P7 number plate sells for world record £12m in Dubai

Number plate sells for £12 million in Dubai auction

Polestar would have liked that one

Personal number plates are an easy way to make a car stand out, but they don’t come cheap, especially if you want one with as few letters or digits as possible. That proved to be the case at a recent Dubai auction, where the plate ‘P7’ sold for an astonishing 55 million dirhams, or £12 million.

The staggering sum was paid at the Most Noble Numbers auction held at the Four Seasons hotel in Dubai as part of the Muslim celebration of Ramadan. The auction raised a total of £22m for charity, with the P7 plate being the highlight of the sale. It hasn’t been revealed who the mystery buyer was, but the number seven is considered lucky by the Chinese, and an expat millionaire could be behind the winning bid.

It wouldn’t be the first time that a foreign national has paid a significant sum in another country for a registration plate. Businessman Xian Jun Xu is said to have bought a Rolls-Royce that was registered in the United Arab Emirates just so he could have its ‘XI’ plate.

A personalised number plate is a sign of status for people around the world, with big money paid for some very exclusive registrations. The most expensive of all was purchased in Abu Dhabi, where the number ‘1’ went for around £100m.

Hong Kong also has its fair share of desirable plates and willing buyers to snap them up. The single-letter ‘W’ plate (which is the equivalent of the Chinese word Shan, meaning mountain) sold for £2.74m in 2021. This was closely matched by the letter ‘R’ (considered lucky in Chinese fortune telling), which was sold for £2.7m at a Lunar New Year auction earlier in 2023.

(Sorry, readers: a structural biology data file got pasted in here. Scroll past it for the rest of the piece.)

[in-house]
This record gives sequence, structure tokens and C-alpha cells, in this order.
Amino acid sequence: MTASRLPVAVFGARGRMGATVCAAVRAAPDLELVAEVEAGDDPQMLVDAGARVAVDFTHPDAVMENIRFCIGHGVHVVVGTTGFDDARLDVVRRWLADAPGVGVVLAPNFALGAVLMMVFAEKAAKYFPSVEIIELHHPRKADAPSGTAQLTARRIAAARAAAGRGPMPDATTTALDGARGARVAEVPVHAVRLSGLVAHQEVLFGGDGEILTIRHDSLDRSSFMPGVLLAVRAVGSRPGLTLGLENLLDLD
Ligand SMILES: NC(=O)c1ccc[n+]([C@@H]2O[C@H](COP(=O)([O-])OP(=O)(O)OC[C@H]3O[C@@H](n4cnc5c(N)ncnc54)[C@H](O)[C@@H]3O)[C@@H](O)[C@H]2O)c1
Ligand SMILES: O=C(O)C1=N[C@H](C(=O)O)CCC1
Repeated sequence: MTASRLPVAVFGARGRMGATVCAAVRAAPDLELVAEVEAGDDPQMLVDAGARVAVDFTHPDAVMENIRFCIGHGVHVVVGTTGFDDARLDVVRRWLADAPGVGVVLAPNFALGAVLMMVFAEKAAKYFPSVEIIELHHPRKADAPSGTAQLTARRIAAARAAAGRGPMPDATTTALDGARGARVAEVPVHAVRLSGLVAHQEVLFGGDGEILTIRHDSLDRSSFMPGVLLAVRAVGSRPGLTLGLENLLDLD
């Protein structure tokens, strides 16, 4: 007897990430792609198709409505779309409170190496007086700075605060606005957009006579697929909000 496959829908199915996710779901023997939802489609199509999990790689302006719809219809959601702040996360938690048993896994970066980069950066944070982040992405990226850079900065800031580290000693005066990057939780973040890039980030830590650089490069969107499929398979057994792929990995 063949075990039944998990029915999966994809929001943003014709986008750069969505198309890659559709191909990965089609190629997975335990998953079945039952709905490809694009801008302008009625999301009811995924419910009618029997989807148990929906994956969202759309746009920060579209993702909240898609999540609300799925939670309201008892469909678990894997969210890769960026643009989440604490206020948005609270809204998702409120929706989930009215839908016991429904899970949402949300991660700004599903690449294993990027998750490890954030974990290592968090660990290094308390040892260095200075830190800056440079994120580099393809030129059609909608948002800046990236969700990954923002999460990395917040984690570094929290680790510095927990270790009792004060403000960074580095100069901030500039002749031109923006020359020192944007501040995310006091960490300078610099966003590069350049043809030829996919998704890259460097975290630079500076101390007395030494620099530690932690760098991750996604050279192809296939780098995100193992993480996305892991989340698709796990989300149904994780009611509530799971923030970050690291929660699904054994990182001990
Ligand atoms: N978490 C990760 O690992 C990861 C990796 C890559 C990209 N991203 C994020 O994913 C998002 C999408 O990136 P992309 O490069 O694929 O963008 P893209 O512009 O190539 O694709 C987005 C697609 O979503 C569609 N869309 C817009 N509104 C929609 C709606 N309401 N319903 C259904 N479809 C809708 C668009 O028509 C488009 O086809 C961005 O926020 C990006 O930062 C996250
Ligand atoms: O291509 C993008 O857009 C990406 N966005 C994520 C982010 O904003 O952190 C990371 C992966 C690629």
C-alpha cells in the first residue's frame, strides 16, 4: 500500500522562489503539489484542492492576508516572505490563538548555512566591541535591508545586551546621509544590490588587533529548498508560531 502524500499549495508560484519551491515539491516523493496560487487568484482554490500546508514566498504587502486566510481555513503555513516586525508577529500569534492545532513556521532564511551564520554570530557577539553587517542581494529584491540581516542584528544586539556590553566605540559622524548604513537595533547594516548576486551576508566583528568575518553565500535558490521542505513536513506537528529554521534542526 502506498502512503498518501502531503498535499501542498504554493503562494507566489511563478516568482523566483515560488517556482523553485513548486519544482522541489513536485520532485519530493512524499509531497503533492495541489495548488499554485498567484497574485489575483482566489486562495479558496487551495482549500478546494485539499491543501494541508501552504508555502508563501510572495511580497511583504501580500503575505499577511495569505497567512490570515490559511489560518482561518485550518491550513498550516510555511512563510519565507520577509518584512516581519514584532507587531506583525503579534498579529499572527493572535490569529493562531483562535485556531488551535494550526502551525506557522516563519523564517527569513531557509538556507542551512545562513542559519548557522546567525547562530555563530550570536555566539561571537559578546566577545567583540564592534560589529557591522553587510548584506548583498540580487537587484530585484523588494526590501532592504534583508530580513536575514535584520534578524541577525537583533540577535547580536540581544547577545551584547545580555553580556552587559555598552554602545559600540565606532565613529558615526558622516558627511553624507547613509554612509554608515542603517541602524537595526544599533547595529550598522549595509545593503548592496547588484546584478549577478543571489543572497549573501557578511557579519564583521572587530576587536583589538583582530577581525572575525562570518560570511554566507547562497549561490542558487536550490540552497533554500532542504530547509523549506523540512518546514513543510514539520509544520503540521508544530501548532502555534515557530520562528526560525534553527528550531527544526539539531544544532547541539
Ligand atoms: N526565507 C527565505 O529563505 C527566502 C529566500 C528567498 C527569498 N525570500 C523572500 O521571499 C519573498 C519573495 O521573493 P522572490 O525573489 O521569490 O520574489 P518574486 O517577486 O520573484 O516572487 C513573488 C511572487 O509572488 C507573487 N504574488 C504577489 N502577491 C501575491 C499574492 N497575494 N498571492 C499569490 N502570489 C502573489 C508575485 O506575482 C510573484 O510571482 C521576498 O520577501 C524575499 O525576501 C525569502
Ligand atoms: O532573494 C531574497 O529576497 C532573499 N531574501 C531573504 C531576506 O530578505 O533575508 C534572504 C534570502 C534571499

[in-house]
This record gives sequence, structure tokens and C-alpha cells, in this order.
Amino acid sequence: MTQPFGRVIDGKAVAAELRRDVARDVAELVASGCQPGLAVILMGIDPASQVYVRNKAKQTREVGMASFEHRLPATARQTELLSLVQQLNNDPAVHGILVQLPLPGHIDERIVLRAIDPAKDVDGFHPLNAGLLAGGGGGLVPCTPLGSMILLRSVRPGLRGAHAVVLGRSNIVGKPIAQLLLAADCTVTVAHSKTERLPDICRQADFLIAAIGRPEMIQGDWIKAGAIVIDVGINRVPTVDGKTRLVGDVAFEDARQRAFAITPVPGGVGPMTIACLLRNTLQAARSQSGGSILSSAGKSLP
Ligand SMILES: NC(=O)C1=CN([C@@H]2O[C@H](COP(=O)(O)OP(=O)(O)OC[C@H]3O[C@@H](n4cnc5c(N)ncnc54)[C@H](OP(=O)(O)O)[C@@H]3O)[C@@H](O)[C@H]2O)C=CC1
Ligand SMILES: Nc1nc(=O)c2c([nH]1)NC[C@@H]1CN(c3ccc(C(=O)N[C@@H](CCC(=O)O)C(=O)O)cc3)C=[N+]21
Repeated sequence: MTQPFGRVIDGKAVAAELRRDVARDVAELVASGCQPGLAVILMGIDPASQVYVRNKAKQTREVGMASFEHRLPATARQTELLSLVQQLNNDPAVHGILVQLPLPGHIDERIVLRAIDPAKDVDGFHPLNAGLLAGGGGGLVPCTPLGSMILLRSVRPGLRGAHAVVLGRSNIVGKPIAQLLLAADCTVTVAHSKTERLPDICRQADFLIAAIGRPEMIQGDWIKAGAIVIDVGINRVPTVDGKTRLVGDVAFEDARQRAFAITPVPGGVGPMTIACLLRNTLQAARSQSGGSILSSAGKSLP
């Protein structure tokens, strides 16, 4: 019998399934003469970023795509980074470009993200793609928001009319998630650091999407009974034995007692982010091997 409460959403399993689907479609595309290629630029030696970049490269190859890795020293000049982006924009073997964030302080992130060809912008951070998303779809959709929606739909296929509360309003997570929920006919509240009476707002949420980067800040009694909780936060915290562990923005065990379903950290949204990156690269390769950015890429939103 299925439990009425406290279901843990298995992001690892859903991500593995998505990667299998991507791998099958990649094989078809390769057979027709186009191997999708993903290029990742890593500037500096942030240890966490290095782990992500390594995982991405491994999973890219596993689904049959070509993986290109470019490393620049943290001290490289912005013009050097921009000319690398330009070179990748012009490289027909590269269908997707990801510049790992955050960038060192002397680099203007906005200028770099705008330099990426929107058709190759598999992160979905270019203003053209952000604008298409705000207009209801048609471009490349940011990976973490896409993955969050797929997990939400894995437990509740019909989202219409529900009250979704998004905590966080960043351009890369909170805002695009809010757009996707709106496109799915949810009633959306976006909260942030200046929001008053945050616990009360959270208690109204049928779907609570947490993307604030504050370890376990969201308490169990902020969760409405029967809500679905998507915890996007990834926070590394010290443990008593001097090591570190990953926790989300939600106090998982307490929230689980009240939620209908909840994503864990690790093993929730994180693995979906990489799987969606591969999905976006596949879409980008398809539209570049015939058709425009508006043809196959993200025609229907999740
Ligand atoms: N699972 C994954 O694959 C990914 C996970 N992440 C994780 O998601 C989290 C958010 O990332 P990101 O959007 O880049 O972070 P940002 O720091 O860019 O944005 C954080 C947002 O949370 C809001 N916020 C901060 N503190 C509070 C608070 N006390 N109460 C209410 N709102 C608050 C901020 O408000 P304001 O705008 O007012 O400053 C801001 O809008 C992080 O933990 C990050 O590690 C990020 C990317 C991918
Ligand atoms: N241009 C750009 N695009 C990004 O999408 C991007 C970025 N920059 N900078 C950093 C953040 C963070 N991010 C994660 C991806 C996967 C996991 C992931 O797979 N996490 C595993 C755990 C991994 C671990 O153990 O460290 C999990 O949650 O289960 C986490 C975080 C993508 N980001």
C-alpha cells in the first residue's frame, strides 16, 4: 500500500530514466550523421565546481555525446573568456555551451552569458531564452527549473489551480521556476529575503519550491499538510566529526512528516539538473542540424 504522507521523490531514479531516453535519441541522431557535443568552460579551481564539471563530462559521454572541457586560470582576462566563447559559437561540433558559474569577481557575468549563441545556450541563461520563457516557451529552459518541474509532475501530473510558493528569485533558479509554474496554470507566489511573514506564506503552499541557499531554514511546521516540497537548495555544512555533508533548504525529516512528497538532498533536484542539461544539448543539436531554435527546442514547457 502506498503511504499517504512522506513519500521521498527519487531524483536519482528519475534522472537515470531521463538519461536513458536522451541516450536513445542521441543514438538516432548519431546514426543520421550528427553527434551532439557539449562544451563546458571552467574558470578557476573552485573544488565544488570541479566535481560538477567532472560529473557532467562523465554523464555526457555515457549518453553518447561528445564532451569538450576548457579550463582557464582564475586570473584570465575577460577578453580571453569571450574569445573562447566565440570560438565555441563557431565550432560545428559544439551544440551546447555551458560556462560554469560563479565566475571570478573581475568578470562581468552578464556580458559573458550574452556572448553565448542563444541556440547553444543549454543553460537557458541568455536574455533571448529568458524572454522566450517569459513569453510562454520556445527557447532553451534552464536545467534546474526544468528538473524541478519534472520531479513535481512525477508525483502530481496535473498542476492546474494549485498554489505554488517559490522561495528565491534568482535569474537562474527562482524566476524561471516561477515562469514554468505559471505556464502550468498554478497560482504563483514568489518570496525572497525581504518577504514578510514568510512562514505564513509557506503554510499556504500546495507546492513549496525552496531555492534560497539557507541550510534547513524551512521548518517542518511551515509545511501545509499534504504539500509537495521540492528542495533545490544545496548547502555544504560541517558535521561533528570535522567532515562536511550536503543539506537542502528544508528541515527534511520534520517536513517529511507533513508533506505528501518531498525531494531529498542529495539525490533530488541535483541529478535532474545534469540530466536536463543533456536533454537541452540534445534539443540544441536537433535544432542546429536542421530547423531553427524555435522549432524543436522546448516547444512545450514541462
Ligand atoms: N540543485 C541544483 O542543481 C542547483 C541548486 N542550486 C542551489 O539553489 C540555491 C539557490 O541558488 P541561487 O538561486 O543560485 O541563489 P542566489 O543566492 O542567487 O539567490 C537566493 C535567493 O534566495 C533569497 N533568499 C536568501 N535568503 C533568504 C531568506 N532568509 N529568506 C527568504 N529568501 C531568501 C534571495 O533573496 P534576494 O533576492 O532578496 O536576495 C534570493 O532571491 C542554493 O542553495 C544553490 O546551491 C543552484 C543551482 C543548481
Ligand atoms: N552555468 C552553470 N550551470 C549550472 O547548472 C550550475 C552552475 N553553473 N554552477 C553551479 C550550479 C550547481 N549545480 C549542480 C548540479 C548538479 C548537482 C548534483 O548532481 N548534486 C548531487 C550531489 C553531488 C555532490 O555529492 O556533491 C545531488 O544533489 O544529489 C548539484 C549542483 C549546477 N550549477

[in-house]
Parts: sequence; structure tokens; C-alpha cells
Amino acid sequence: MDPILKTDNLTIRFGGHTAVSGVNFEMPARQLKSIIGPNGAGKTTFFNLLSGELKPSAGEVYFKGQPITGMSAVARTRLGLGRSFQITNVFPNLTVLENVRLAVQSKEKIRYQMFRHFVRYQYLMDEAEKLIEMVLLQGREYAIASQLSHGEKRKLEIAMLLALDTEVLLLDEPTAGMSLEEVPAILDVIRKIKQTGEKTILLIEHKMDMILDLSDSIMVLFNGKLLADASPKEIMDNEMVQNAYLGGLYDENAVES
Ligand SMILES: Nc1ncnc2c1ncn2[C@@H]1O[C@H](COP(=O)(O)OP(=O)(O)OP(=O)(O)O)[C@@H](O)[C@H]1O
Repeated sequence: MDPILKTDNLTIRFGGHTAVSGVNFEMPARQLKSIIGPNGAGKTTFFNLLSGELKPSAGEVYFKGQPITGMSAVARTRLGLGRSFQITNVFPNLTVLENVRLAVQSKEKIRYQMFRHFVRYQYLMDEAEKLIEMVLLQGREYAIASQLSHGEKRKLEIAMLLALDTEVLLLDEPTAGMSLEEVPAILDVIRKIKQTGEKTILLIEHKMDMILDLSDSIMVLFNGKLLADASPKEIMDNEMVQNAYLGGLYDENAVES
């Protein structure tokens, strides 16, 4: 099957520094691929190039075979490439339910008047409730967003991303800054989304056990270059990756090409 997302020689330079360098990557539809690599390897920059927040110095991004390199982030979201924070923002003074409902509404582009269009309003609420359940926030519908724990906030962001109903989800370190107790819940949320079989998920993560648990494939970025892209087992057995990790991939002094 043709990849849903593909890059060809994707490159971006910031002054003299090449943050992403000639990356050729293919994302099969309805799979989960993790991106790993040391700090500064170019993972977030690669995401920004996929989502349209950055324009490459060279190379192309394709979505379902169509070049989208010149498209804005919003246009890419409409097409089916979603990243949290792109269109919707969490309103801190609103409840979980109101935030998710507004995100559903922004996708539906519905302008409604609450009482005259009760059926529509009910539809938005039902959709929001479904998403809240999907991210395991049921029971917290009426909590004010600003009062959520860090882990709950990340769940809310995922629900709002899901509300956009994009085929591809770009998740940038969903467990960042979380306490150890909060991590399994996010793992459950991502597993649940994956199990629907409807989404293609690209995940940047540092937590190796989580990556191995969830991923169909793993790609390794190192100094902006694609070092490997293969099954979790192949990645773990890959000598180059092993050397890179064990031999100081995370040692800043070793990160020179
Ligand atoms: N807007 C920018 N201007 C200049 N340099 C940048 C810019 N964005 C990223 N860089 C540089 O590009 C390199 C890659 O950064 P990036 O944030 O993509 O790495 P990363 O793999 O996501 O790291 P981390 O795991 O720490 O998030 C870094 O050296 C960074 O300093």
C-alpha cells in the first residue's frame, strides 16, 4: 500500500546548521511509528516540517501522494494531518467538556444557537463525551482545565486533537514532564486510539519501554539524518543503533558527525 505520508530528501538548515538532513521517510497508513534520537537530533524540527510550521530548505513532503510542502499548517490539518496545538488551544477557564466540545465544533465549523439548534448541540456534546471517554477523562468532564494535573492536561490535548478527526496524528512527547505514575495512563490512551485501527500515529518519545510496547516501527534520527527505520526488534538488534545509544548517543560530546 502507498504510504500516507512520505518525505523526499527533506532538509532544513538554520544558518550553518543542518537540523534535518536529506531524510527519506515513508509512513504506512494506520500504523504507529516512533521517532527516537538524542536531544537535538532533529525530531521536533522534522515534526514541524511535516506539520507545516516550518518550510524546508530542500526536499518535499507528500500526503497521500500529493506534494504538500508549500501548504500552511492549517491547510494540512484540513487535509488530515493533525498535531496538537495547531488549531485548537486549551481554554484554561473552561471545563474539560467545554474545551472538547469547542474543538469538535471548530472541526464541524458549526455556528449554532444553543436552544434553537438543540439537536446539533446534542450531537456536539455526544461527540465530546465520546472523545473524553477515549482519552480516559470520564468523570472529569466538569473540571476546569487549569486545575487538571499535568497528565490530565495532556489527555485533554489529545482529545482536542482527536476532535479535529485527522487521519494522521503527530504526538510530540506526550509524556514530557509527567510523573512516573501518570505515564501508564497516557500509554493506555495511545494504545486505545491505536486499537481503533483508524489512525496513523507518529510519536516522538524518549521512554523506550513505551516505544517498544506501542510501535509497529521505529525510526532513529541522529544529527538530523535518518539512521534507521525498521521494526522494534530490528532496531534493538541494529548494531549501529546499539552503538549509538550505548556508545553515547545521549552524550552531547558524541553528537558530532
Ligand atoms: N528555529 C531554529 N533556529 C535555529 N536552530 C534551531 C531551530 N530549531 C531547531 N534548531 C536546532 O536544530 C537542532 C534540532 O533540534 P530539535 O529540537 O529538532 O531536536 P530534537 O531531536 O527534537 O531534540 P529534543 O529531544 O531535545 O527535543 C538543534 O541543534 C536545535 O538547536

Elsewhere around the globe, the 50 US states issue their own registrations, and it’s easy to buy your own personalised plate there. However, they’re not always transferrable from different vehicles — it depends on the state in which you live. The most expensive registration plate purchased in the States was the number ‘6’, which was sold in Delaware for around half a million pounds.

One state that allows transfers is California, although one person is trying to game the system by offering the plate ‘MM’ for £20.4m. There are caveats relating to the online world of cryptocurrencies and NFTs, too, which is probably why it hasn’t been sold.

On the east coast, another opportunistic seller has the plate NEW YORK available. However, since New York State doesn’t currently allow registration transfers, you’ll be stuck with the plate on a mid-nineties Volvo estate car, which doesn’t sound like much of a bargain at £16.6m.

Here in the UK, private plates haven’t reached the astronomical prices seen elsewhere,  but it has turned into a lucrative revenue stream for the DVLA. The record for the most expensive registration plate was for ’25 O’, which was bought by the owner of Ferrari specialist dealer Talacrest for £518,480 to put on his 250 GT SWB. Also owned by the same person are the plates ‘250 L’ and ‘500 FER’, although these were bought for a lot less.

’25 O’ isn’t the only six-figure plate to be sold in the UK, with the likes of ‘X1’ and ‘G1’ going for similar amounts, while the Rolls-Royce friendly ‘RR 1’ sold for £472,000 in 2018. Another big seller was ‘F1’, which sold for £440,625 in 2008. While it seems perfect for a Formula One fan, or one of the lucky few that owns a McLaren F1, the entrepreneur that bought it has turned down offers of at least £6m for the plate since.

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